At Willmar Electric, our purpose statement is “People Making a Difference for People.”

My last blog was about a friend who mentored a coworker to help them advance professionally, only to be left feeling unappreciated a few months later when the mentee moved on from the firm they worked at.

The situation reminded me of a talk I heard a few decades ago at a conference.  The talk was given by Howard Hendricks.  It was one of the most impactful talks I have ever heard.  I remember exactly where I was seated, I can still hear the keywords in my head today.

“In everybody’s life, there should be a Paul, a Barnabas, and a Timothy.” His message was that we should all have a mentor, a peer to who we are accountable, and a person we are mentoring.

Powerful stuff.

As you can tell by the names used in the story, it was Biblically based. I’m a Christian, so I know his message applies to me, but I assume it applies to everybody.  (Of course, I’m a Christian, so I think Christianity applies to everybody.)

Having a “Paul” in your life, being a mentee, is easy to apply.  If you don’t think you need to be mentored, please stop reading and don’t bother with interacting with me.  Not needing a mentor means you think you have arrived.  You think you are fully developed.  (You’re not, we can all improve.)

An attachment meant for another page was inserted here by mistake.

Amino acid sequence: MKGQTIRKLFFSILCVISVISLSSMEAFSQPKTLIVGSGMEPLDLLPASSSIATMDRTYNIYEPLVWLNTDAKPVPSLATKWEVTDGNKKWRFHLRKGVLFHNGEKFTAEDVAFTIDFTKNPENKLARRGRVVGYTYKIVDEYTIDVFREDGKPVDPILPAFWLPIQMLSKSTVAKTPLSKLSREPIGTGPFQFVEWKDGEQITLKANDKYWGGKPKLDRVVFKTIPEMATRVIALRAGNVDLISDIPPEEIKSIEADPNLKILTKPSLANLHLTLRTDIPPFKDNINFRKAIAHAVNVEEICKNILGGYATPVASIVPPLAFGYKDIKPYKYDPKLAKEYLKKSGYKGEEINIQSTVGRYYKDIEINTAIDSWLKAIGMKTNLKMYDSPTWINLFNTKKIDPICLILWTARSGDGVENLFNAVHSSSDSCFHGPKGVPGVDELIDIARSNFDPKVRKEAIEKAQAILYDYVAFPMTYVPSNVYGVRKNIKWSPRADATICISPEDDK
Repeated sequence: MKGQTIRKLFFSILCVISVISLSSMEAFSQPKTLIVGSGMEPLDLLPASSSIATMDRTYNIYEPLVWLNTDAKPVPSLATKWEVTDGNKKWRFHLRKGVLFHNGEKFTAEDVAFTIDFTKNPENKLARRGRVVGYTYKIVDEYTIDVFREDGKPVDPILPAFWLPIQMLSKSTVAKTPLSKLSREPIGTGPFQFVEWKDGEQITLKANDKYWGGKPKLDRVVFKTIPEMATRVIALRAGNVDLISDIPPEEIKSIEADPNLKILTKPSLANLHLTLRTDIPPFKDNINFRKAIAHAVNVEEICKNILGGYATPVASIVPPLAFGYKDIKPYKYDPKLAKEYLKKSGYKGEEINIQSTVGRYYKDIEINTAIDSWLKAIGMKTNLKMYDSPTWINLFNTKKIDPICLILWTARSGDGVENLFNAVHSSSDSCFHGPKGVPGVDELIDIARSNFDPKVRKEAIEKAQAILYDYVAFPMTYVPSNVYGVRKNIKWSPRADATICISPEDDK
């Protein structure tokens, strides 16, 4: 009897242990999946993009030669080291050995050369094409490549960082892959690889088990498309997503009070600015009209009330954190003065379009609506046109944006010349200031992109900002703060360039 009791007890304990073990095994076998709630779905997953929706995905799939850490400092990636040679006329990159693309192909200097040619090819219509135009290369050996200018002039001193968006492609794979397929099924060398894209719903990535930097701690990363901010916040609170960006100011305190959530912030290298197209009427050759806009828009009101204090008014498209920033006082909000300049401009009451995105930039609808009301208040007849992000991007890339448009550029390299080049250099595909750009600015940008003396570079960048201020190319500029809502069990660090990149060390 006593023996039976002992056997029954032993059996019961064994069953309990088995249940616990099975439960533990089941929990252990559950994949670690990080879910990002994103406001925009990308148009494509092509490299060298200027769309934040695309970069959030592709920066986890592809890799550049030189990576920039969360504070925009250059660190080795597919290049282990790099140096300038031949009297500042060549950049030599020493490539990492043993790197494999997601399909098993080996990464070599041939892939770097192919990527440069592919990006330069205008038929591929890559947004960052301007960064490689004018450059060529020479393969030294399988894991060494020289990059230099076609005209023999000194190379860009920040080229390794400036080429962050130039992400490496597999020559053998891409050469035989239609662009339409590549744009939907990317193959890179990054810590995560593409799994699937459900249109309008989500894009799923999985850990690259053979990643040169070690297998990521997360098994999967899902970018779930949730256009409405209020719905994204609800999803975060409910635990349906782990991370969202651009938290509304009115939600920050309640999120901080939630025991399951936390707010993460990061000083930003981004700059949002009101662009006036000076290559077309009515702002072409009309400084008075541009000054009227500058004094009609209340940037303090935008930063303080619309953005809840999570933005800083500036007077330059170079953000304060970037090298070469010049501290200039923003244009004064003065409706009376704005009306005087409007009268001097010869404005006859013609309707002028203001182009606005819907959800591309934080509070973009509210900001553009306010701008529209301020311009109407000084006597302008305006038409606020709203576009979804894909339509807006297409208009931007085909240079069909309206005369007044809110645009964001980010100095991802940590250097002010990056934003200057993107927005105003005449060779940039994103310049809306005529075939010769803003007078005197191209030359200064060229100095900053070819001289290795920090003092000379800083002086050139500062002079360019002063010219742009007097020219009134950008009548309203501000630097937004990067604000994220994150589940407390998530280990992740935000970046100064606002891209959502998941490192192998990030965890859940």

Having a “Barnabas” in your life, having a peer to whom we are accountable, can be challenging.  It isn’t easy to so open with somebody who sees your faults and is allowed to hold you accountable when needed.  Most of the time, people would prefer to just be accepted for who they are and left alone.  But if we are never held accountable over time, nobody will be able to stand to be around us for long periods.

When we fail to do what we say we are going to do or our actions don’t match our words, a friend comes alongside us and gently points our misdeeds. Otherwise, the rest of the world will see us as a hypocrite.  Everybody is a hypocrite.  The best people realize it and seek to improve their behavior.

Having a “Timothy” in your life is the hard part.  Being a mentor is tough.  First, it means you have the confidence in yourself to think you have the wisdom to pass along to somebody else.  It means you think you should serve as somebody else’s example.  We all have flaws, and if you are self-aware, you know them better than anybody else. But taking the risk of pouring into someone else’s life is critical if we are going to advance the things we hold dear.

See Howard Hendrick’s talk here. (He is at a men’s conference, so he speaks only of men.  But what he says transcends both genders).